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Drugs Stops and Racial Profiling

"Racial profiling" is used in many areas of law, when it is used in drug offenses, it is an illegal pretext and results in the suppression of evidence among other things

"Racial profiling" has become a pervasive practice in recent times, beginning with the War on Drugs and gaining new followers in the War on Terror. To date, the term "racial profiling" has been used to encompass a wide array of topics, such as jury selection, enrollment at institutions of higher learning, disparities in the quality of public education, and searches conducted on passengers at airport terminals.

Racial profiling in traffic stops has resulted in "the proportion of African-Americans among the drivers searched by police far exceed[ing] the proportion in the general population of drivers." So much so, that the popular nomenclature "driving while black" is a common phrase. In April of 2005, the Bureau of Justice Statistics released results from a survey of 80,000 people which indicated that minority drivers were three times more likely to have their vehicles searched following traffic stops than white drivers. Two highway studies conducted by Temple University in racial profiling showed that along a segment on the New Jersey Turnpike both Causians and African Americans violated traffic laws at an equal rate. However, African Americans made up to 36 percent of those stopped and 73 percent of those arrested.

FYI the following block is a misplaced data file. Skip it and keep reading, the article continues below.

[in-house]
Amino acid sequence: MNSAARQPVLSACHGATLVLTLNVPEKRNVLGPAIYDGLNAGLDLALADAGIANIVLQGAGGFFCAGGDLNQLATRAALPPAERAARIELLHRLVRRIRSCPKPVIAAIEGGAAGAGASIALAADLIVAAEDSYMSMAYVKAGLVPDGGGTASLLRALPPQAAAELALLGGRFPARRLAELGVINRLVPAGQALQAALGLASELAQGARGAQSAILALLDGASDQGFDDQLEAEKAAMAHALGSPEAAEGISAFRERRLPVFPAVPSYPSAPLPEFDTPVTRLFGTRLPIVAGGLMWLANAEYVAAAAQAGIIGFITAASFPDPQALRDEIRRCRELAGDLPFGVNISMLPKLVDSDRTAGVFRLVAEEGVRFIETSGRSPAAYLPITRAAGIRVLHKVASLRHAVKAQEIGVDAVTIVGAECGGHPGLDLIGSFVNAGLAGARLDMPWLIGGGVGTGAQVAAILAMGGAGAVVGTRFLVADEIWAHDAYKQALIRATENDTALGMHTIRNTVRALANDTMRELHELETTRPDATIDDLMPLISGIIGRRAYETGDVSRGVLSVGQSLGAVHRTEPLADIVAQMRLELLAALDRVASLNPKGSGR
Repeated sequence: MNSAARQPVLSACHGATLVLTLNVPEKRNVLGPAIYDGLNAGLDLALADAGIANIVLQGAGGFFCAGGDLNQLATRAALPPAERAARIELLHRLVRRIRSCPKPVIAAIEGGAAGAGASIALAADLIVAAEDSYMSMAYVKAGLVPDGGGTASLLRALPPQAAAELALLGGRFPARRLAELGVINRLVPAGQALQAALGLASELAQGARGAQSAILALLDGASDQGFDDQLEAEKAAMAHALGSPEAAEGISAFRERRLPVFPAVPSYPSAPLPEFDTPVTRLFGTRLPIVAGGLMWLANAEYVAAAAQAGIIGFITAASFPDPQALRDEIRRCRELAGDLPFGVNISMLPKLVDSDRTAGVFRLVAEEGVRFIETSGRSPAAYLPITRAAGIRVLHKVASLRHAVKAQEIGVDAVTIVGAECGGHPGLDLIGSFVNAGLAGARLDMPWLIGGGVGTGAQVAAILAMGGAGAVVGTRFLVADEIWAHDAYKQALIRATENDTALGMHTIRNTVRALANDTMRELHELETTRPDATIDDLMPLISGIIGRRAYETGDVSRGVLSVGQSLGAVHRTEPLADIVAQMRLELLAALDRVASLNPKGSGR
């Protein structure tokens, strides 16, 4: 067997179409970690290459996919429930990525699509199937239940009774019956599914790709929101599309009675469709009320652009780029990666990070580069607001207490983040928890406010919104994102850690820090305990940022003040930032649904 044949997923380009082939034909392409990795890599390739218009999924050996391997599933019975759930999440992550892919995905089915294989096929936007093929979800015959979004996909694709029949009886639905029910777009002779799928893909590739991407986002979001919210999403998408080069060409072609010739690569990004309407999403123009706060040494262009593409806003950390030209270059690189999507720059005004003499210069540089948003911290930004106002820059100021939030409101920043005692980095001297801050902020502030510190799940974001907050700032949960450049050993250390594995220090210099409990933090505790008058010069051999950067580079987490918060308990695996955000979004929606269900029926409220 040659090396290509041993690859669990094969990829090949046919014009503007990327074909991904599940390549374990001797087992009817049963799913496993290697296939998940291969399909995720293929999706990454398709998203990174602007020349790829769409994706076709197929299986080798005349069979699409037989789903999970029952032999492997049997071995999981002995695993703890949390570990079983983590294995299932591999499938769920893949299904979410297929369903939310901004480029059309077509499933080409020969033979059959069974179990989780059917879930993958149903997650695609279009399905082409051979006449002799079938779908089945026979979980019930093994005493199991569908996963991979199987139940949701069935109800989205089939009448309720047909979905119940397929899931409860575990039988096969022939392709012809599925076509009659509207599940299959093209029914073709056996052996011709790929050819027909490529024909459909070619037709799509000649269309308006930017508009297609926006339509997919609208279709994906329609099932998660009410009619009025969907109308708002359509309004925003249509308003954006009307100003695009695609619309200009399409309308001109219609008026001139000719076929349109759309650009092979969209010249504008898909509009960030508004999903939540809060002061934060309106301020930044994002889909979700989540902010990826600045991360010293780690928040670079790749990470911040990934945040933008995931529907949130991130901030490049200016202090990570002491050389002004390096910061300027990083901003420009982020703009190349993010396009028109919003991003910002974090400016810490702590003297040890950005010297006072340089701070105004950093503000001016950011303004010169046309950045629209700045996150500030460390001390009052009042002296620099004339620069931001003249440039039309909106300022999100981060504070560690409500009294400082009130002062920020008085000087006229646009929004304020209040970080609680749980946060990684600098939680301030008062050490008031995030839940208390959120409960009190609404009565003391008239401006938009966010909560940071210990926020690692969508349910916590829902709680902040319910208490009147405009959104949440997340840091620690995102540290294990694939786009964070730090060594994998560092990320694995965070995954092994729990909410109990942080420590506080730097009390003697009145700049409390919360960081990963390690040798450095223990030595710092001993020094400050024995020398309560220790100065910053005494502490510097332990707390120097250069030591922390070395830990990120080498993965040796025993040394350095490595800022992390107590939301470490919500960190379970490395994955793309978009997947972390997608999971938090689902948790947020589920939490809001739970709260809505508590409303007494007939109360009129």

When racial profiling is used to stop or arrest an individual, it is an illegal pretext and any evidence seized as a result of the stop or statements made should be suppressed. If you are an in-state or out-of-state driver and have been arrested for a drug charge that occurred along a major highway or interstate and believe you were targeted due to your race or ethnicity, call an experienced drug offense lawyer at Shaffer & Engle Law Offices, LLC.

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